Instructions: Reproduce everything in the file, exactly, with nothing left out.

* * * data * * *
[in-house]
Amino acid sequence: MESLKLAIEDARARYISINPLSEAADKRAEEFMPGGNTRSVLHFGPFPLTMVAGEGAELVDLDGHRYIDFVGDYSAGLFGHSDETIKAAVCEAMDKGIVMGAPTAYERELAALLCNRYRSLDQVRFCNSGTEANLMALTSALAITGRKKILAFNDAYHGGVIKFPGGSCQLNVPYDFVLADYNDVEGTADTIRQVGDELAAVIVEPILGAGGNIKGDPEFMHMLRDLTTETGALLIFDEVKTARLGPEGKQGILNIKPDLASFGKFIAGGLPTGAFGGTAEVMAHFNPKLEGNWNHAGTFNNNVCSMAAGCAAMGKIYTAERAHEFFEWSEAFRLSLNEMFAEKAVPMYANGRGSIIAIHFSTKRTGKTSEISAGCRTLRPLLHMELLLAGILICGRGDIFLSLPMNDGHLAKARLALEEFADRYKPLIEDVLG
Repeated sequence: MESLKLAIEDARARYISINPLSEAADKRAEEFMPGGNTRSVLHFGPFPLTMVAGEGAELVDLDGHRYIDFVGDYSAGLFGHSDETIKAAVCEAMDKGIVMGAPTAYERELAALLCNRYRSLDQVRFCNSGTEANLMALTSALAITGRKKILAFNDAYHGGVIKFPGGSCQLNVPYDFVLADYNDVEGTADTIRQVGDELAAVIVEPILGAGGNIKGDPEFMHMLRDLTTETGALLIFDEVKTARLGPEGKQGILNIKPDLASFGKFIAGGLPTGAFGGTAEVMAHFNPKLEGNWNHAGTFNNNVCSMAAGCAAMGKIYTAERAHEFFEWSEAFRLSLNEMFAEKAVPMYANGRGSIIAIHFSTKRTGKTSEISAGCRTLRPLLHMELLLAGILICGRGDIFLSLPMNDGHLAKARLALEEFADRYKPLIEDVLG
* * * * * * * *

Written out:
[in-house]
Amino acid sequence: MESLKLAIEDARARYISINPLSEAADKRAEEFMPGGNTRSVLHFGPFPLTMVAGEGAELVDLDGHRYIDFVGDYSAGLFGHSDETIKAAVCEAMDKGIVMGAPTAYERELAALLCNRYRSLDQVRFCNSGTEANLMALTSALAITGRKKILAFNDAYHGGVIKFPGGSCQLNVPYDFVLADYNDVEGTADTIRQVGDELAAVIVEPILGAGGNIKGDPEFMHMLRDLTTETGALLIFDEVKTARLGPEGKQGILNIKPDLASFGKFIAGGLPTGAFGGTAEVMAHFNPKLEGNWNHAGTFNNNVCSMAAGCAAMGKIYTAERAHEFFEWSEAFRLSLNEMFAEKAVPMYANGRGSIIAIHFSTKRTGKTSEISAGCRTLRPLLHMELLLAGILICGRGDIFLSLPMNDGHLAKARLALEEFADRYKPLIEDVLG
Repeated sequence: MESLKLAIEDARARYISINPLSEAADKRAEEFMPGGNTRSVLHFGPFPLTMVAGEGAELVDLDGHRYIDFVGDYSAGLFGHSDETIKAAVCEAMDKGIVMGAPTAYERELAALLCNRYRSLDQVRFCNSGTEANLMALTSALAITGRKKILAFNDAYHGGVIKFPGGSCQLNVPYDFVLADYNDVEGTADTIRQVGDELAAVIVEPILGAGGNIKGDPEFMHMLRDLTTETGALLIFDEVKTARLGPEGKQGILNIKPDLASFGKFIAGGLPTGAFGGTAEVMAHFNPKLEGNWNHAGTFNNNVCSMAAGCAAMGKIYTAERAHEFFEWSEAFRLSLNEMFAEKAVPMYANGRGSIIAIHFSTKRTGKTSEISAGCRTLRPLLHMELLLAGILICGRGDIFLSLPMNDGHLAKARLALEEFADRYKPLIEDVLG